• Technetium-99m tetrofosmin - Cardiac perfusion imagining, assessing the function of the left ventricle, and determining coronary artery disease isolating ischemia and infarction
  • Technetium-99m sestamibi - Cardiac perfusion imaging, assessing function, and localizing ischemia and infarction - also used for breast imaging.
  • Technetium-99m tilmanocept - Used to localize lymph nodes drainage of primary tumors.
  • Technetium-99m bicisate - Cerebral perfusion imagining used to localize the area of stroke.
  • Technetium-99m exametazine - Used for imaging abdominal infections, inflammatory bowel disease, and brain perfusion.
  • Technetium-99m pentetate - Imaging bone, kidney, and assessing pulmonary embolism
  • Technetium-99m pyrophosphate -Imaging bone, gastrointestinal bleeding, and myocardial infarction
  • Technetium-99m red blood cells - Localizing gastrointestinal bleeding.
  • Technetium-99m succimer - Used for renal imaging.
  • Technetium-99m methylene biphosphonate - Used for imaging bone.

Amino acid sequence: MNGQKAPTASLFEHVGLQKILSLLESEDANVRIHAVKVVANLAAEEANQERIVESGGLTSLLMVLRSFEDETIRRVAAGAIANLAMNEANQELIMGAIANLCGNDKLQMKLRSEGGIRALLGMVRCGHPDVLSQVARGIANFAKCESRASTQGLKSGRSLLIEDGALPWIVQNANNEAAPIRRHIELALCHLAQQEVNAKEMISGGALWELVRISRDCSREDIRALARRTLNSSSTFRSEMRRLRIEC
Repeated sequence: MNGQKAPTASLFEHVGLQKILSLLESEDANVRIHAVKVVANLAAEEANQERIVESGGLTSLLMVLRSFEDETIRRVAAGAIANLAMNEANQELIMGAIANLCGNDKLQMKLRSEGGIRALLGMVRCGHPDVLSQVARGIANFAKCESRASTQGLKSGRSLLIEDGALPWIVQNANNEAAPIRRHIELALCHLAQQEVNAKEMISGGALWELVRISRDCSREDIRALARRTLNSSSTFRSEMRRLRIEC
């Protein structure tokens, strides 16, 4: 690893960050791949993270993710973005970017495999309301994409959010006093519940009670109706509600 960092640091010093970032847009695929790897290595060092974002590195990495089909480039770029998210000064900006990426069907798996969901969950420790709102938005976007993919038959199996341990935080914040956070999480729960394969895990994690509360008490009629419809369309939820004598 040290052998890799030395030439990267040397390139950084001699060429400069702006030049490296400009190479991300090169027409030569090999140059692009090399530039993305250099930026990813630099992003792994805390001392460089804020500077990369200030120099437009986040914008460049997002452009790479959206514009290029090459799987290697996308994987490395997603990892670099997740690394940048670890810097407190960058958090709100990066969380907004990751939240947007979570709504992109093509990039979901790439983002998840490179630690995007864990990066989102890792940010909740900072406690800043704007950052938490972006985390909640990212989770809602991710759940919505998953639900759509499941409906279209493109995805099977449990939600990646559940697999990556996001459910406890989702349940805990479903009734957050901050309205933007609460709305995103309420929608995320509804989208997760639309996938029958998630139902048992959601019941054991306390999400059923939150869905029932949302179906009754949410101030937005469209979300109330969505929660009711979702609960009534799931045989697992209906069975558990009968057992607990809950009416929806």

• Technetium-99m macroaggregated albumin - Used to assess pulmonary perfusion.
  • Technetium-99m mebrofenin - Used for hepatobiliary imaging.
  • Technetium-99m medronate - Used for imaging bone.
  • Technetium-99m mertiatide - Used for renal imaging.
  • Technetium-99m oxidronate - Used for imaging bone

Mechanism of Action

Radioactive isotopes of technetium-99m (Tc) exert their effects by emitting gamma rays, which are then picked up by a gamma camera for imaging.[5][6] The radiotracers are not localized to a primary organ and distribute equally to multiple tissues. Once distributed, they emit photons that can be captured with for imaging with SPECT or PET.[4][7]

Administration